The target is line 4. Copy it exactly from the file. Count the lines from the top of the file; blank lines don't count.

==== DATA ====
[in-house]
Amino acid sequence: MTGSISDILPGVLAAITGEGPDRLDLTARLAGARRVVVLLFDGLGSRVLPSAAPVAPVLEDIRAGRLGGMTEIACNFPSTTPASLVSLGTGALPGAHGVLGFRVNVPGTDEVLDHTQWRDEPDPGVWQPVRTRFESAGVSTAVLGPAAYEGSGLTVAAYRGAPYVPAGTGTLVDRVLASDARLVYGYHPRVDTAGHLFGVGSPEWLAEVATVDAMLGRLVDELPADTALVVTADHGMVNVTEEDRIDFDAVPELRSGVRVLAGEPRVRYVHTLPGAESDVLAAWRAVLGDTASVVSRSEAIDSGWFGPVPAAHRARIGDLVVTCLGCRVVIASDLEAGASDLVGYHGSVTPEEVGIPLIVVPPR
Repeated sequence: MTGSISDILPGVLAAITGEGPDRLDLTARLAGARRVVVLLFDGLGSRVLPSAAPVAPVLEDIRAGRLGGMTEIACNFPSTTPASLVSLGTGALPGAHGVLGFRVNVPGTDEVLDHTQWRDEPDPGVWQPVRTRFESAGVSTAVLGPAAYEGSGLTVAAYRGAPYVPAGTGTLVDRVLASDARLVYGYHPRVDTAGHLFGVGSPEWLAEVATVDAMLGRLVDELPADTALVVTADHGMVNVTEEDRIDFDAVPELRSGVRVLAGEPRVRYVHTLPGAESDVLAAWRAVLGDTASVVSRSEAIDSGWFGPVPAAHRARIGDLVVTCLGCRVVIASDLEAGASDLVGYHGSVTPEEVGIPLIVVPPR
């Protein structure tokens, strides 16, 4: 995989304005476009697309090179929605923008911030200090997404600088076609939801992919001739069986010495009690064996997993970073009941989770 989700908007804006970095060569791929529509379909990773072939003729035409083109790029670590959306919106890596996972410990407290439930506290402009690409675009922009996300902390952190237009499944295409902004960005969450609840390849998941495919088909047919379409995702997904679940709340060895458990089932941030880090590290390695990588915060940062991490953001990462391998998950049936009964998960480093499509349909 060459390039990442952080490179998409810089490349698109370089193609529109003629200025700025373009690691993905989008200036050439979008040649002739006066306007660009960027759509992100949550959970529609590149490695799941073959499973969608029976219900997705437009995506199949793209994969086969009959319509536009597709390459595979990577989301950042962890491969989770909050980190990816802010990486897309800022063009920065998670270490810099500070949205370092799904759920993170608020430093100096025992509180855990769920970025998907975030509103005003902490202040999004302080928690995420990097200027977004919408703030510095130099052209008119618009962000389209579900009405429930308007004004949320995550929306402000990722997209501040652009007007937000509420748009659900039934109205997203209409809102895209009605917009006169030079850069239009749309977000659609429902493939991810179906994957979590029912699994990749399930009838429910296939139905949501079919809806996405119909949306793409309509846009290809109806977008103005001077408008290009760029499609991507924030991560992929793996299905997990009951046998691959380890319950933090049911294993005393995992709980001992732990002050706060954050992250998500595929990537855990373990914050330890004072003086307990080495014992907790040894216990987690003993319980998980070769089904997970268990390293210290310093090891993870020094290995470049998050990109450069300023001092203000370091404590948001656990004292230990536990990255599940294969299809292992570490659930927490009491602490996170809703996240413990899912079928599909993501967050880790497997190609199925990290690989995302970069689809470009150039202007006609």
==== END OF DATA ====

């Protein structure tokens, strides 16, 4: 995989304005476009697309090179929605923008911030200090997404600088076609939801992919001739069986010495009690064996997993970073009941989770 989700908007804006970095060569791929529509379909990773072939003729035409083109790029670590959306919106890596996972410990407290439930506290402009690409675009922009996300902390952190237009499944295409902004960005969450609840390849998941495919088909047919379409995702997904679940709340060895458990089932941030880090590290390695990588915060940062991490953001990462391998998950049936009964998960480093499509349909 060459390039990442952080490179998409810089490349698109370089193609529109003629200025700025373009690691993905989008200036050439979008040649002739006066306007660009960027759509992100949550959970529609590149490695799941073959499973969608029976219900997705437009995506199949793209994969086969009959319509536009597709390459595979990577989301950042962890491969989770909050980190990816802010990486897309800022063009920065998670270490810099500070949205370092799904759920993170608020430093100096025992509180855990769920970025998907975030509103005003902490202040999004302080928690995420990097200027977004919408703030510095130099052209008119618009962000389209579900009405429930308007004004949320995550929306402000990722997209501040652009007007937000509420748009659900039934109205997203209409809102895209009605917009006169030079850069239009749309977000659609429902493939991810179906994957979590029912699994990749399930009838429910296939139905949501079919809806996405119909949306793409309509846009290809109806977008103005001077408008290009760029499609991507924030991560992929793996299905997990009951046998691959380890319950933090049911294993005393995992709980001992732990002050706060954050992250998500595929990537855990373990914050330890004072003086307990080495014992907790040894216990987690003993319980998980070769089904997970268990390293210290310093090891993870020094290995470049998050990109450069300023001092203000370091404590948001656990004292230990536990990255599940294969299809292992570490659930927490009491602490996170809703996240413990899912079928599909993501967050880790497997190609199925990290690989995302970069689809470009150039202007006609």